Advertisement

Fronts in the vicinity of the tropopause

  • Richard J. Reed
  • Edwin F. Danielsen
Article

Summary

From a study of five cases of pronounced fronts in the upper troposphere, it is concluded that the “waterspout” model offers the most satisfactory solution to the problem of connecting frontal boundaries and tropopauses. Composite cross sections of temperature, potential temperature, normal wind component and potential vorticity are presented for the five cases. On the basis of the potential vorticity measurements it is suggested that the most likely explanation for the formation of the high-level front is a folding of the tropopause.

Keywords

Climate Change Waste Water Water Management Vorticity Water Pollution 

Zusammenfassung

Auf Grund einer Untersuchung von fünf Fällen ausgesprochener Fronten in der höheren Troposphäre wird der Schluß gezogen, daß die „Wasserhosen”-Vorstellung am besten den Zusammenhang zwischen Fronten und Tropopausen darstellt. Kombinierte Querschnitte von Temperatur, potentieller Temperatur, normaler Windkomponente und potentieller Vorticity werden für die fünf Fälle vorgelegt. Auf Grund der Bestimmungen der potentiellen Vorticity wird dargelegt, daß die wahrscheinlichste Erklärung für die Entstehung einer Front in der Höhe in der Annahme einer Faltung der Tropopause besteht.

Résumé

En se fondant sur cinq cas de fronts très nets de la haute troposphère, les auteurs concluent que le schéma de trombe constitue la meilleure solution pour représenter la liaison entre zones frontales et tropopause. Ils donnent des profils combinés de température, de température potentielle, de composantes normales du vent et de vorticity potentielle pour les cinq cas. Ils montrent à l'aide de mesures de la vorticity potentielle que l'explication la plus probable de la formation d'un front en altitude consiste à admettre un plissement de la tropopause.

Preview

Unable to display preview. Download preview PDF.

Unable to display preview. Download preview PDF.

References

  1. 1.
    Berggren, R.: The Distribution of Temperature and Wind Connected with Active Tropical Air in the Higher Troposphere and Some Remarks Concerning Clear Air Turbulence at High Altitude. Tellus4, 43–54 (1952).Google Scholar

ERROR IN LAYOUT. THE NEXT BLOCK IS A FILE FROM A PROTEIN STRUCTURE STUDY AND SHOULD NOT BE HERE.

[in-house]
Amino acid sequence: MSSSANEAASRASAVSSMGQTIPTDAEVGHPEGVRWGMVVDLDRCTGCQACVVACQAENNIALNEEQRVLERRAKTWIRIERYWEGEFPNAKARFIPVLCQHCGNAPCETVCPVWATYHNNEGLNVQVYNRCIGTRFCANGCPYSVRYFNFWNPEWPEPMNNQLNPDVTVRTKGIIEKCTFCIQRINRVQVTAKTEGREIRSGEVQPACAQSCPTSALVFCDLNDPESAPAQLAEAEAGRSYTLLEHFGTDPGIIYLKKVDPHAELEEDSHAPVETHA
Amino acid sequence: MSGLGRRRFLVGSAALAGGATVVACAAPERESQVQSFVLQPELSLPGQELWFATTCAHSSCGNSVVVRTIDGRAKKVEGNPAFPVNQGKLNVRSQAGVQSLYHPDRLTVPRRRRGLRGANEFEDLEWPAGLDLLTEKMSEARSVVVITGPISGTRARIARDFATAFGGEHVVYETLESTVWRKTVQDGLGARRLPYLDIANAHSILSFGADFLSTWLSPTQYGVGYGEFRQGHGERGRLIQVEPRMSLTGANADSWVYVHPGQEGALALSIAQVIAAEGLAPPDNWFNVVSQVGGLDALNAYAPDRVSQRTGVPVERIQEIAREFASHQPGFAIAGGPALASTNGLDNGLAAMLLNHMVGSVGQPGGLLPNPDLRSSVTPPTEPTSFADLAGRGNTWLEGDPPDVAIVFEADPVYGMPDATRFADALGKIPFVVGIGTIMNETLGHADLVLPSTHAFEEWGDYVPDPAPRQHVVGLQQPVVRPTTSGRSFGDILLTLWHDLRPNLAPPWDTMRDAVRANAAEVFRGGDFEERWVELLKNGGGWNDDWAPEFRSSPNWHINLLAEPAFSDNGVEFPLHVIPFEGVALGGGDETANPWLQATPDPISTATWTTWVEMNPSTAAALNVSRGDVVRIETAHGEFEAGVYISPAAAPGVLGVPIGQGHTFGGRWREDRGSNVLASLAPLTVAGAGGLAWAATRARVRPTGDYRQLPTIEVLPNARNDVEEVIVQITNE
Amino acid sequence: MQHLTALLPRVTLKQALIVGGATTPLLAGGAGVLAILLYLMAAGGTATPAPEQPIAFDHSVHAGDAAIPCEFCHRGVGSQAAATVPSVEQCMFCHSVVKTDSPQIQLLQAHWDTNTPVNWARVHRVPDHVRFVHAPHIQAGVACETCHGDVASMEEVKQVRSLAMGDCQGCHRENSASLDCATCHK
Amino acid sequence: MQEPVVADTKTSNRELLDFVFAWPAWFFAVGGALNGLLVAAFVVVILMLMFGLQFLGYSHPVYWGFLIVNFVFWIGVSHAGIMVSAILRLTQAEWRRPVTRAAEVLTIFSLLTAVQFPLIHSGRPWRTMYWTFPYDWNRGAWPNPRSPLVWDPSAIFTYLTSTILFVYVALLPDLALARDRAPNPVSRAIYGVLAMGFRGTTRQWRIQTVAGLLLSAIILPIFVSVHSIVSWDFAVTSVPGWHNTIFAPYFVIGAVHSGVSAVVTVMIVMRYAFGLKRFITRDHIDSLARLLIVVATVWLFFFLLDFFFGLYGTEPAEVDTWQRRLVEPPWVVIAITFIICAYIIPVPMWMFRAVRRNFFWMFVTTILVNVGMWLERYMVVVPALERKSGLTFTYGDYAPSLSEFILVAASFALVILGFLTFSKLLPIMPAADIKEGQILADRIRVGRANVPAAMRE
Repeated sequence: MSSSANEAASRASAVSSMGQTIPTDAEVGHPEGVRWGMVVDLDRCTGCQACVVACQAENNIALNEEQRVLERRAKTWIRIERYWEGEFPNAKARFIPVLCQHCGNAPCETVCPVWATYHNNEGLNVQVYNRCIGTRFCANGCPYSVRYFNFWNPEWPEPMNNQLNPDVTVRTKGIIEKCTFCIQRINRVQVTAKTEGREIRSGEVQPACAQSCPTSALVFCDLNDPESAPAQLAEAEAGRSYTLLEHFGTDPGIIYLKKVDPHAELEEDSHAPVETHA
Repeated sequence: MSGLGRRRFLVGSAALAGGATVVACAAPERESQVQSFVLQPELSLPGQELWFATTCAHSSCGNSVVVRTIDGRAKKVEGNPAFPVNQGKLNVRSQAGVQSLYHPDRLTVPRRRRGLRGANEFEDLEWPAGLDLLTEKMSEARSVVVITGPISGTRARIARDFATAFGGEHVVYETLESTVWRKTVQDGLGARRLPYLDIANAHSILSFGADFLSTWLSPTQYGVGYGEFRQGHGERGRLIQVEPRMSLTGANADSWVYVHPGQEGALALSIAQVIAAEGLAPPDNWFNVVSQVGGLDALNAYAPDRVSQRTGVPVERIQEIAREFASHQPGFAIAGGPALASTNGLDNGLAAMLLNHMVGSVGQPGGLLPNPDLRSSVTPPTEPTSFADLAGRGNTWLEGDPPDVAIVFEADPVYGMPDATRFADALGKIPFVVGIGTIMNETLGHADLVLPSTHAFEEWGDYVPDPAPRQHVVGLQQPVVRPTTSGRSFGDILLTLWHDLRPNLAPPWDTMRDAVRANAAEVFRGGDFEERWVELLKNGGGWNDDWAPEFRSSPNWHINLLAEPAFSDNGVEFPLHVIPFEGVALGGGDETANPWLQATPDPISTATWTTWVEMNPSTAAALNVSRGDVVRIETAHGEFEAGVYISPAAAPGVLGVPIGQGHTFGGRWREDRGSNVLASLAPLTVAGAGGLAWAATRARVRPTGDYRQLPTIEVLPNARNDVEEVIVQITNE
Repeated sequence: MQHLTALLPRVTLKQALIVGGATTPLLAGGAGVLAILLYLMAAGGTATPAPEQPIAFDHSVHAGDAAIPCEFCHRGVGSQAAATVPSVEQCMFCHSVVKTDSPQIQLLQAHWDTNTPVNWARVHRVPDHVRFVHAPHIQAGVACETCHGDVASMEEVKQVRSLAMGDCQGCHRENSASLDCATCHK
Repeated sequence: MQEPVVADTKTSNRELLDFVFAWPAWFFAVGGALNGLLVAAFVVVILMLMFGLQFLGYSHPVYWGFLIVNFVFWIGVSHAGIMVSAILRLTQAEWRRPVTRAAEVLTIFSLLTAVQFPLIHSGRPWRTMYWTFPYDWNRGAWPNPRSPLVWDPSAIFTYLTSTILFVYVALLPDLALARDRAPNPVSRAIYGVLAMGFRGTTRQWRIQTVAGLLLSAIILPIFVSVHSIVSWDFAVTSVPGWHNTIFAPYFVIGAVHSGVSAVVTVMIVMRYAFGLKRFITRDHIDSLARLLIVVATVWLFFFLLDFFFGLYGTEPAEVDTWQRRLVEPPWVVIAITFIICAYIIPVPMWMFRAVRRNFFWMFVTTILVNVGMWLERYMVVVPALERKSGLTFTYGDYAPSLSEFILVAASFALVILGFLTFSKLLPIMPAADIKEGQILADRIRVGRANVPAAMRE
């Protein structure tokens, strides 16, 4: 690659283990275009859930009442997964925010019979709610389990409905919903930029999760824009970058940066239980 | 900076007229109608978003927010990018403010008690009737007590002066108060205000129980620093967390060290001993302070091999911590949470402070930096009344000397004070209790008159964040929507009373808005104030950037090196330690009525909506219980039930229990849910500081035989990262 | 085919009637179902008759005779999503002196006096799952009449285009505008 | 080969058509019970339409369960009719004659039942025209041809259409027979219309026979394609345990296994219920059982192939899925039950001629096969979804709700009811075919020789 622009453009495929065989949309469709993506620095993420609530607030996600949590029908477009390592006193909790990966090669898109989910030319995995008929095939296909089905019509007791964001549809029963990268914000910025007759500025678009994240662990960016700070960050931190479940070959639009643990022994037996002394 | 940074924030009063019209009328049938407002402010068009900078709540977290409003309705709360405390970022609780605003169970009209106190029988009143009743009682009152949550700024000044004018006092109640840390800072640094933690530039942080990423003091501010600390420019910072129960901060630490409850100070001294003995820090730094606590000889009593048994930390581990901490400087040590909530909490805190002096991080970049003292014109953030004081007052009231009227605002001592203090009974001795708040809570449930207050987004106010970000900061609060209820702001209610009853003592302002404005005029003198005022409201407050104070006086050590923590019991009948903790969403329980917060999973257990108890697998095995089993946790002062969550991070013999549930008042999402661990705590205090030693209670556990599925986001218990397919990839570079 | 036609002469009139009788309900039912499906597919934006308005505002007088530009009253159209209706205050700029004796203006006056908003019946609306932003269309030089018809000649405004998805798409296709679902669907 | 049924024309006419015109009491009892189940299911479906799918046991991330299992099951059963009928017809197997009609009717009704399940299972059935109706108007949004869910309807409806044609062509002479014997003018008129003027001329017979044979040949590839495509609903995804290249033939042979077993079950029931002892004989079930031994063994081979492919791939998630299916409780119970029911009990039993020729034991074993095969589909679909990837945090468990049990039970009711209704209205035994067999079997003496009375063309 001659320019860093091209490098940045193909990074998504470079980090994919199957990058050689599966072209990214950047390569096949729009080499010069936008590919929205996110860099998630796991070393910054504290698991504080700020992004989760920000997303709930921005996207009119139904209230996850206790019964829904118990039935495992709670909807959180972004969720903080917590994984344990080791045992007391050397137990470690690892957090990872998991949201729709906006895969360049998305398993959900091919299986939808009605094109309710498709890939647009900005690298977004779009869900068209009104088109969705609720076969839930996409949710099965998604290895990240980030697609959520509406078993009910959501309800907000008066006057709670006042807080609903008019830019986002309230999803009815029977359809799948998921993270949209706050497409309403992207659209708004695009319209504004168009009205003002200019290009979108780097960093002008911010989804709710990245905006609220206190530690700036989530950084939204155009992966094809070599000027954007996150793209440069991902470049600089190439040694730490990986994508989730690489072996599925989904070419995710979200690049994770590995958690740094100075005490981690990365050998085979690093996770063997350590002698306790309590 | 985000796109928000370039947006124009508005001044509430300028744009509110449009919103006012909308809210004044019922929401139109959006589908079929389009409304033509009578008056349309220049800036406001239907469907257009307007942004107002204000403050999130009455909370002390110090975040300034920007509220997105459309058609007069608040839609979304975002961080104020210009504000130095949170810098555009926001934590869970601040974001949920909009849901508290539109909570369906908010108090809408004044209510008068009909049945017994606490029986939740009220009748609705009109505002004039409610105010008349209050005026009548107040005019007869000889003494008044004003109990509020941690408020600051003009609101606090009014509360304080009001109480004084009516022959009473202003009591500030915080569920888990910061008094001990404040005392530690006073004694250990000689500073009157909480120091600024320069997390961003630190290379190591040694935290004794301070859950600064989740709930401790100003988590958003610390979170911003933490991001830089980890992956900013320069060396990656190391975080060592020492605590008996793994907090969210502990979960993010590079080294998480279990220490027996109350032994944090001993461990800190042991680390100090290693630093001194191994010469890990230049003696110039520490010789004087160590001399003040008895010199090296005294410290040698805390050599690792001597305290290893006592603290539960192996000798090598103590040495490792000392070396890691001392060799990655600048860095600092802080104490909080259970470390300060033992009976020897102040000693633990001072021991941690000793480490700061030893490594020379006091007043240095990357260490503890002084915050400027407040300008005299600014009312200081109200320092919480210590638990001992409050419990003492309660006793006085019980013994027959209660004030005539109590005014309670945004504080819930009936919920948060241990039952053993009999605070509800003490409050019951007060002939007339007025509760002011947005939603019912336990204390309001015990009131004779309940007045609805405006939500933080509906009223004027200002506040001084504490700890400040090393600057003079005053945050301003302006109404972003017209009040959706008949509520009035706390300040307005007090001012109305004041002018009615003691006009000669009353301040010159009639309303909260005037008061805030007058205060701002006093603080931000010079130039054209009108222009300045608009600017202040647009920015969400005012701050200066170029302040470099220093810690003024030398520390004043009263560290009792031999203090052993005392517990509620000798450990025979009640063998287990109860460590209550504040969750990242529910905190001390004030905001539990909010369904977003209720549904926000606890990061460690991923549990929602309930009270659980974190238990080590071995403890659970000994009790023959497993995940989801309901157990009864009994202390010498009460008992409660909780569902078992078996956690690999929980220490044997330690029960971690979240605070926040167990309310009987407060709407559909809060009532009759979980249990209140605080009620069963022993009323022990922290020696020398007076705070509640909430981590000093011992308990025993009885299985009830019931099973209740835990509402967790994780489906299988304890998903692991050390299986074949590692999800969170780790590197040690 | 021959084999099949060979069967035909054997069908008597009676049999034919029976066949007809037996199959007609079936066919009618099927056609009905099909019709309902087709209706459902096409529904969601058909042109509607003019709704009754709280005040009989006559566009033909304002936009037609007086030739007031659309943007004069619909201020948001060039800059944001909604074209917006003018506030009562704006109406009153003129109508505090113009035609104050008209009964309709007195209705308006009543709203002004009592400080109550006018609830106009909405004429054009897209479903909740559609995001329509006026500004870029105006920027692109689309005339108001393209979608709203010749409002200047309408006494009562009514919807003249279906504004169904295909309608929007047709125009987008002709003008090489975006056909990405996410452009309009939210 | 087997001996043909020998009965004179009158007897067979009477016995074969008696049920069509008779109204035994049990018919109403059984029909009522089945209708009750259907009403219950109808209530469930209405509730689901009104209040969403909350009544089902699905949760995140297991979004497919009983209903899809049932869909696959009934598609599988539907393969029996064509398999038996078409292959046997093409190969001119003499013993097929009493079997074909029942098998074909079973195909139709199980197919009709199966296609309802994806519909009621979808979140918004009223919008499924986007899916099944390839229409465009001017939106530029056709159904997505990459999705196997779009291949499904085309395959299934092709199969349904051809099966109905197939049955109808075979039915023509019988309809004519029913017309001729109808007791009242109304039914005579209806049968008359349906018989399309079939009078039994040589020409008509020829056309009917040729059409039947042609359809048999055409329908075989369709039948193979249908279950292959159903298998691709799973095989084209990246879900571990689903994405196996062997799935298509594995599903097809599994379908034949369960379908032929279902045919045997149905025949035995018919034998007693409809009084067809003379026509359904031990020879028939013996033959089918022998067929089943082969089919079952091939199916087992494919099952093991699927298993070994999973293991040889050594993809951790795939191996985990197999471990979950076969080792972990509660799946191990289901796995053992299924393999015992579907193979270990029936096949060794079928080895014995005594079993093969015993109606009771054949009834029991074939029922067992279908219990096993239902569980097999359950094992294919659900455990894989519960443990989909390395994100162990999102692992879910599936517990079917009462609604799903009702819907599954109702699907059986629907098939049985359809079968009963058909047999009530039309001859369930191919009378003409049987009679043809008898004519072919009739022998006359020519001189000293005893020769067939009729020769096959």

2. 2.
    —: On Temperature Frequency Distribution in the Free Atmosphere and a Proposed Model for Frontal Analysis. Tellus5, 95–101 (1953).CrossRefGoogle Scholar
  3. 3.
    Bjerknes, J., andE. Palmén: Investigations of Selected European Cyclones by Means of Serial Ascents. Geofys. Publ.12, 62 (1937).Google Scholar
  4. 4.
    Bjerknes, V.: Dynamic Meteorology and Hydrography. Part II —Kinetmatics. Washington, Carnegie Institution, 175 pp. (1911).Google Scholar
  5. 5.
    Dickson, R. R.: A Case Study of the Jet Stream. Bull. Amer. Met. Soc.36, 195–204 (1955).CrossRefGoogle Scholar
  6. 6.
    Endlich, R.: Flight Aspects of Jet Streams and Mountain Waves, Part I. Abstract in Bull. Amer. Met. Soc.37, 539 (1956).Google Scholar
  7. 7.
    Kleinschmidt, E.: Die Entstehung einer Höhenzyklone über Nordamerika. Tellus7, 96–111 (1955).CrossRefGoogle Scholar
  8. 8.
    Matthewman, A. G.: Meteorological Office Discussion. Frontal Analysis in the Higher Troposphere and the Lower Stratosphere. Met. Mag.83, 87 (1954).Google Scholar
  9. 9.
    Newton, C. W.: Frontogenesis and Frontolysis as a Three-Dimensional Process. J. Met.11, 449–461 (1954).CrossRefGoogle Scholar
  10. 10.
    Palmén, E.: Aerologische Untersuchungen der atmosphärischen Störungen. Mitt. met. Inst. Univ. Helsingf. No. 25 (1933).Google Scholar
  11. 11.
    —: On the Distribution of Temperature and Wind in the Upper Westerlies. J. Met.5, 20–27 (1948).CrossRefGoogle Scholar
  12. 12.
    Palmén, E.: Vertical Circulation and Release of Kinetic Energy during the Development of Hurricane Hazel into an Extratropical Storm. Studies in Weather Analysis and Forecasting. Final Report under Contract AF 19 (604)-1293, University of Chicago (1957).Google Scholar
  13. 13.
    —, andK. M. Nagler: The Formation and Structure of a Largescale Disturbance in the Westerlies. J. Met.6, 227–242 (1949).Google Scholar
  14. 14.
    —, andC. W. Newton: A Study of the Mean Wind and Temperature Distribution in the Vicinity of the Polar Front in Winter. J. Met.5, 220–226 (1948).CrossRefGoogle Scholar
  15. 15.
    Reed, R. J.: A Study of a Characteristic Type of Upper-Level Frontogenesis. J. Met.12, 226–237 (1955).CrossRefGoogle Scholar
  16. 16.
    Riehl, H.: Correspondence. J. Met.13, 313–314 (1956).CrossRefGoogle Scholar
  17. 17.
    —, andH. Maynard: Exploration of the Jet Stream by Aircraft during the 1952–1953 Winter. J. Met.12, 26–35 (1955).CrossRefGoogle Scholar
  18. 18.
    Sawyer, J. S.: Day-to-day Variations in the Tropopause. Geophys. Mem.11, 40 (1954).Google Scholar
  19. 19.
    —: The Free Atmosphere in the Vicinity of Fronts. Geophys. Mem.12, 24 (1955).Google Scholar
  20. 20.
    Staley, D. O.: Evaluation of the Physical Processes Occurring at and near the Tropopause. Unpublished Thesis. Seattle, University of Washington, 121 pp. (1956).Google Scholar
  21. 21.
    Van Mieghem, J.: Analyse aérologique d'un front froid remarquable. Mém. Inst. Mét. Belg.VII, 85 (1937).Google Scholar

Copyright information

© Springer-Verlag 1959

Authors and Affiliations

  • Richard J. Reed
    • 1
  • Edwin F. Danielsen
    • 1
  1. 1.Department of Meteorology and ClimatologyUniversity of WashingtonSeattle

Personalised recommendations